> since ... !November 30, 1899!, and the time-since-midnight as the decimal
    > fraction to the right of the decimal place.


    If I enter a time value in a datetime field in a table, fx. 10:40 it usually
    shows as 10:40:00 (default format). When I then change the format option to
    Short Date it shows 30-12-1899. So I guess my Danish version of Access 2003
    uses December 30, 1899 as a starting point. As I read your comment I would
    have expected it to show November 30, 1899 - which would then be consistent
    with the input from the DB2 time field.

    Do we have a bug in the Danish version of Access 2003?


    >
    > Then there's the issue of how you tell Access to format/display the value!
    > Two totally separate issues...
    >


    Yes, I am aware that you can suppress the date section of the datetime
    value, but when you want to use the field in some calculation it becomes
    troublesome.

    > More info, please...
    >
    > Regards
    >
    > Jeff Boyce
    > Microsoft Office/Access MVP




  4. Re: Wrong time to datetime conversion using ODBC - who am I to blame?

    I could have easily missed the date that Access uses ... that was so long
    ago and I'm fuzzy on some of those earlier versions (!).

    I suspect that, as with "Time", Access and DB2 use different definitions for
    the "start here" value.

    Provided you keep in mind that Access Date/Time values are BOTH date and
    time, and are "point-in-time" data, and NOT "duration" data, you should be
    able to make this work for your situation.

    Regards

    Jeff Boyce
    Microsoft Office/Access MVP


    "Kaj Julius" wrote in message
    news:u7GxYIZ%23IHA.5040@TK2MSFTNGP04.phx.gbl...
    >
    > "Jeff Boyce" skrev i en meddelelse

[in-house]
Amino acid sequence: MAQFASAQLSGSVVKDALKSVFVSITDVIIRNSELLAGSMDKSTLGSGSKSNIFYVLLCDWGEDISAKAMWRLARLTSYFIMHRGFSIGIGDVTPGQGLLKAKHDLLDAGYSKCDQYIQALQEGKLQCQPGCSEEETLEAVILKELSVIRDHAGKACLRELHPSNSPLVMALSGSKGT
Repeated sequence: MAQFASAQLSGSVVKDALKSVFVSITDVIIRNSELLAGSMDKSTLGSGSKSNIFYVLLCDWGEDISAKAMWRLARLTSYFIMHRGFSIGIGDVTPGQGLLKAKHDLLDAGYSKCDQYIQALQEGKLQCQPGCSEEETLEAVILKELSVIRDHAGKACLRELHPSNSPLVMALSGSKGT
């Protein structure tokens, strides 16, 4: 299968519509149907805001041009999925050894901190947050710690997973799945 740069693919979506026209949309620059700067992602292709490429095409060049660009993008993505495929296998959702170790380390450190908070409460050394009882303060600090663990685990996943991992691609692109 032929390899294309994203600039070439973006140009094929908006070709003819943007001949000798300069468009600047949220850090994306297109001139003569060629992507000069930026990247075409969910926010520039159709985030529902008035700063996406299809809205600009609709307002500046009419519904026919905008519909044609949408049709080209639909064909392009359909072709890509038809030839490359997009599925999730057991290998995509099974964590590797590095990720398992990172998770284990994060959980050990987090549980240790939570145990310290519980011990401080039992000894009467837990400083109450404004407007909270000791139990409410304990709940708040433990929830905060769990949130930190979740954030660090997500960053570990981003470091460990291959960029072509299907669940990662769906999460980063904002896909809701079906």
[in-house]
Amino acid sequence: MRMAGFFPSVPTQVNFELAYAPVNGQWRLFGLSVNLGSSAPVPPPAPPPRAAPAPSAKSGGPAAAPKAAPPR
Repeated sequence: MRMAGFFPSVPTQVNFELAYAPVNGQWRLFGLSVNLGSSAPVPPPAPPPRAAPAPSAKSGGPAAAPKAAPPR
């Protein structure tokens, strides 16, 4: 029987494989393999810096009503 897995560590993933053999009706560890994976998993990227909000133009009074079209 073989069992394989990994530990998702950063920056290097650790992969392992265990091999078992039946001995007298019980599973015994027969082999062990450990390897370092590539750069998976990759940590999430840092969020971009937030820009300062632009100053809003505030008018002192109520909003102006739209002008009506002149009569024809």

> news:egNH7MY%23IHA.5012@TK2MSFTNGP03.phx.gbl...
    >> What DB2 calls "Time" and what Access calls "Time" may only have that
    >> title in common.
    >>
    >> If you are trying to store a (date/)time data type value in Access, it
    >> will use any amount to the left of a decimal place as the number of days
    >> since ... !November 30, 1899!, and the time-since-midnight as the decimal
    >> fraction to the right of the decimal place.

    >
    > If I enter a time value in a datetime field in a table, fx. 10:40 it
    > usually shows as 10:40:00 (default format). When I then change the format
    > option to Short Date it shows 30-12-1899. So I guess my Danish version of
    > Access 2003 uses December 30, 1899 as a starting point. As I read your
    > comment I would have expected it to show November 30, 1899 - which would
    > then be consistent with the input from the DB2 time field.
    >
    > Do we have a bug in the Danish version of Access 2003?
    >
    >
    >>
    >> Then there's the issue of how you tell Access to format/display the
    >> value! Two totally separate issues...
    >>

    >
    > Yes, I am aware that you can suppress the date section of the datetime
    > value, but when you want to use the field in some calculation it becomes
    > troublesome.
    >
    >> More info, please...
    >>